KENNESAW, Ga.—The Georgia Electronic Life Safety and Security Association (GELSSA) saw its membership decline by 60 percent in the last five years, according to John Loud, the group’s president since January.
STALLINGS, N.C.—A June 3 story from the Union County Weekly reports the Stalling Public Safety Advisory Committee has gone back to the drawing board to draft an ordinance to drive down false alarm calls.
AVONDALE, Ariz.—City officials here held a meeting March 7 with certain members of the local security industry as well as representatives from SIAC to discuss their false alarm ordinance. The results of that meeting include the city remaining firm on its decision to fine alarm companies for false alarms. According to SIAC industry/law enforcement liaison Jon Sargent, the outcome could have been better.
SHAWNEE, Kan.—Police officials here were putting together a proposal for the Shawnee City Council’s vote that would have required monitoring companies in the municipality to verify all alarms via a private security officer before dispatching alarms to the police. It’s a very restrictive form of verified response that could have had huge implications for the security industry had it gone through, officials said.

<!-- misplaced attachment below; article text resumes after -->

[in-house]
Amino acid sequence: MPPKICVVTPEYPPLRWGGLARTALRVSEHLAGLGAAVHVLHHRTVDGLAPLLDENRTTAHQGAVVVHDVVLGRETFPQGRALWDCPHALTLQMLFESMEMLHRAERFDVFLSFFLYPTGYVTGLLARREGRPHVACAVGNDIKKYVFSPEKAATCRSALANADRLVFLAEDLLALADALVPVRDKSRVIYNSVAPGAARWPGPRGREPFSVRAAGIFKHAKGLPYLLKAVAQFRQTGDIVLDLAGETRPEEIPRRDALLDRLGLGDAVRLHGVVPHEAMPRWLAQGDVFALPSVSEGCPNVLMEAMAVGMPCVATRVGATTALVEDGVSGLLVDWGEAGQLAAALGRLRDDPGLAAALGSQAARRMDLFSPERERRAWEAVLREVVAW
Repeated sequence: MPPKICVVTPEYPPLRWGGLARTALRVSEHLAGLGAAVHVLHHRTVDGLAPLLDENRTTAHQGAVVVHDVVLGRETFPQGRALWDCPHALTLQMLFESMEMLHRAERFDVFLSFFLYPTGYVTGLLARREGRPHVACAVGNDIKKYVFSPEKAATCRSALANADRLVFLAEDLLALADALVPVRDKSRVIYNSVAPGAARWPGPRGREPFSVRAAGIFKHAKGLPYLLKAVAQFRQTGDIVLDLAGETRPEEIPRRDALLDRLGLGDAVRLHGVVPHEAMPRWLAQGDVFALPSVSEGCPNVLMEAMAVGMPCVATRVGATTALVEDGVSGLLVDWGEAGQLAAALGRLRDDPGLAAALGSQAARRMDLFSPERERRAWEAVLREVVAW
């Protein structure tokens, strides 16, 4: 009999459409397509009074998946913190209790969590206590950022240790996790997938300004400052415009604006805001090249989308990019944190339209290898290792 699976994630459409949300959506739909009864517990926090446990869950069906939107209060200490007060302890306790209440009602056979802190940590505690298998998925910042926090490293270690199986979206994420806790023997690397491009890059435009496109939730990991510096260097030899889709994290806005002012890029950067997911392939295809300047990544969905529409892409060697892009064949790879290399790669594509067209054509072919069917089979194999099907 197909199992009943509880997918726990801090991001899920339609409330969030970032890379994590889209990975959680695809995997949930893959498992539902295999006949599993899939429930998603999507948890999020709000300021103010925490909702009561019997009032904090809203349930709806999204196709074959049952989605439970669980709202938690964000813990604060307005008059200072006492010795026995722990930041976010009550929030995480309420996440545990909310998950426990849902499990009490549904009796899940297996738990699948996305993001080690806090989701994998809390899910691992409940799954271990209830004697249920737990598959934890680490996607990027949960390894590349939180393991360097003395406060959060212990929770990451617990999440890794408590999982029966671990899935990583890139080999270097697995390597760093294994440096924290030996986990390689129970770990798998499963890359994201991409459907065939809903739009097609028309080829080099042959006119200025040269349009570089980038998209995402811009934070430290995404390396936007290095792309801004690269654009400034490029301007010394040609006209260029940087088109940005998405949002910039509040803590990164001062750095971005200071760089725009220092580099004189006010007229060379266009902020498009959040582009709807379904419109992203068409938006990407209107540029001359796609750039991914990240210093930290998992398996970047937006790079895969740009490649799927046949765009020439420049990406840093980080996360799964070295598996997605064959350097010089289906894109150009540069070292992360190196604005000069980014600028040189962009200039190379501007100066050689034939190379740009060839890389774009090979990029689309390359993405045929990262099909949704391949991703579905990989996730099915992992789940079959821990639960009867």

DETROIT—Authorities here have teamed with the Security Industry Alarm Coalition and the Burglar and Fire Alarm Association of Michigan to enact an enhanced call verification policy to help reduce false alarms. The ECV policy went into effect Dec. 1 and, according to SIAC, resolves a situation that could have gone very badly for the industry.
LOUISVILLE, Ky.—A new campaign here to combat false fire alarms involves not only local fire departments, but the alarm industry, with officials saying installers can play a role in reducing unintentional alarms.
“I’m really excited about it,” said Bill Cooper, an ADT industry liaison manager who is chairman of the Coordinated Alarm Reduction Effort for the Security Industry Alarm Coalition, regarding the initiative announced Oct. 28.